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How dastardly squirrels drive crime scene investigators nuts

by • July 28, 2016 • No Comments

Crime scene investigators may already have a lot to worry of. But now they’ve got one additional foe: squirrels. We’re not joking. The rodents with razor-sharp incisors chew up crime scenes to maintain their dentition, says new research led by James Pokines at the Boston University School of Medicine.

The new research, published in the Journal of Forensic Identification, provides clear evidence which squirrels (as well as other rodents) can have a dramatic impact on forensic findings, scattering remains and altering bone fragments to the point where signs of trauma to the bone, such as bullet or knife marks, can be obscured or gnawed away altogether. At times rodent injure can actually be mistaken for weapon marks themselves.

The easy study involved wiring whitetail deer bones to hundreds of trees and other locations most likely to be loved by squirrels, and so returning at regular intervals to record any changes at at any timey sample site. They in addition utilized a number of motion-sensitive cameras to catch the crafty critters in the act.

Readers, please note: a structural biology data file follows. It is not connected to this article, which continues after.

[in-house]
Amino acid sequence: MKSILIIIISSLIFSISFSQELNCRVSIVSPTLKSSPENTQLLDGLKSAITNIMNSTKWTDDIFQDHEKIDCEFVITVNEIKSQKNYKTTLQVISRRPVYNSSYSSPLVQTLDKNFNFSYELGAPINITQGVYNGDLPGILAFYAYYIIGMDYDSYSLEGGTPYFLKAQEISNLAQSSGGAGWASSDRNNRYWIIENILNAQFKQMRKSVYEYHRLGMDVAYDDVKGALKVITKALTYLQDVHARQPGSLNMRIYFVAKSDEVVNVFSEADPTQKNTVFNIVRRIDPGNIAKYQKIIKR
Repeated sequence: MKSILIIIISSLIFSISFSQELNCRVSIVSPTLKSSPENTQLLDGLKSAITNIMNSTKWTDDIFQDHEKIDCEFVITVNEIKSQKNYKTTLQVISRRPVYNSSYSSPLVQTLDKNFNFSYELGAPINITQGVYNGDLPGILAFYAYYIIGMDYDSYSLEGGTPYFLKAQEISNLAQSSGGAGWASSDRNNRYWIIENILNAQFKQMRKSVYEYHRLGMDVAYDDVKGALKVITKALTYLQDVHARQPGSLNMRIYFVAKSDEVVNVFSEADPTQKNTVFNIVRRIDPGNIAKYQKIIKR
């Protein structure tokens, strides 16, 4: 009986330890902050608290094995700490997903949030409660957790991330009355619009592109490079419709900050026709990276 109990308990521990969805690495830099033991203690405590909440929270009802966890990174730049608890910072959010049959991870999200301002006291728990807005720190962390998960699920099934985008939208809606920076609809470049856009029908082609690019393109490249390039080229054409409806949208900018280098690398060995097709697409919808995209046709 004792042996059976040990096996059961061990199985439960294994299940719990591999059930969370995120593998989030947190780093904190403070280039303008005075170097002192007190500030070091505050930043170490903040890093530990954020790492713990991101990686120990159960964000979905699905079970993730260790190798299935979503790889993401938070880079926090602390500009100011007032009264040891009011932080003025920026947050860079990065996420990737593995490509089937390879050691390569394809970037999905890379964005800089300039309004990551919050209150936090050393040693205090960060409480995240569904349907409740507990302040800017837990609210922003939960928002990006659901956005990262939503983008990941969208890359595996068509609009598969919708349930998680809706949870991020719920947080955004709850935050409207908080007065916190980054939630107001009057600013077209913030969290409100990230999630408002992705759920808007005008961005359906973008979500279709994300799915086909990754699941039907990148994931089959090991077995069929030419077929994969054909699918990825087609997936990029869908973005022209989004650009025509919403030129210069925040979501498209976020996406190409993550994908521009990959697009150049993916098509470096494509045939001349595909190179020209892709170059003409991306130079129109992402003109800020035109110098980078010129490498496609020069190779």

It turns out which bone-gnawing squirrels are a fewwhat pervasive. Of the 305 samples placed, 58 had obvious injure cautilized by the sizeable rodents; only under 20 percent of the total. Researchers in addition discovered which by examining the details of the tooth-marks and other injure, they may determine if it was a squirrel or a few other rodent species which had been doing the chewing.

To be fair, squirrels aren’t teaming up with criminals on purpose. If you’ve at any time had a pet rodent you know the deal; rodent incisors grow throughout the life of the animal. Unless they are continuously worn down, these teeth can become become so long they can’t be utilized. Unfortunately for forensic technicians, bone on bone is a quite efficient method for wild rodents to store their teeth in chipping condition.

Bone gnawing squirrels in addition sound creepy. “I was entering our backyard when I saw a quite sizeable squirrel holding a vertebra in both hands and gnawing furiously on it,” recalls Sierra Santana, co-author and student of Pokines. “We startled at any timey other and I only backed out of the yard to let him do his thing.”

In addition to helping individuals know the prevalence of this kind of evidence disruption, and helping them distinguish between rodent marks and forensically significant marks, Pokines and his team are hoping their work can inspire researchers in other countries to document much like injure by other types of rodents. Meanwhile there’s a group of well-read criminals looking for spots with an abundance of squirrels, only in case they require a great location to get rid of the evidence.

Source: Boston University


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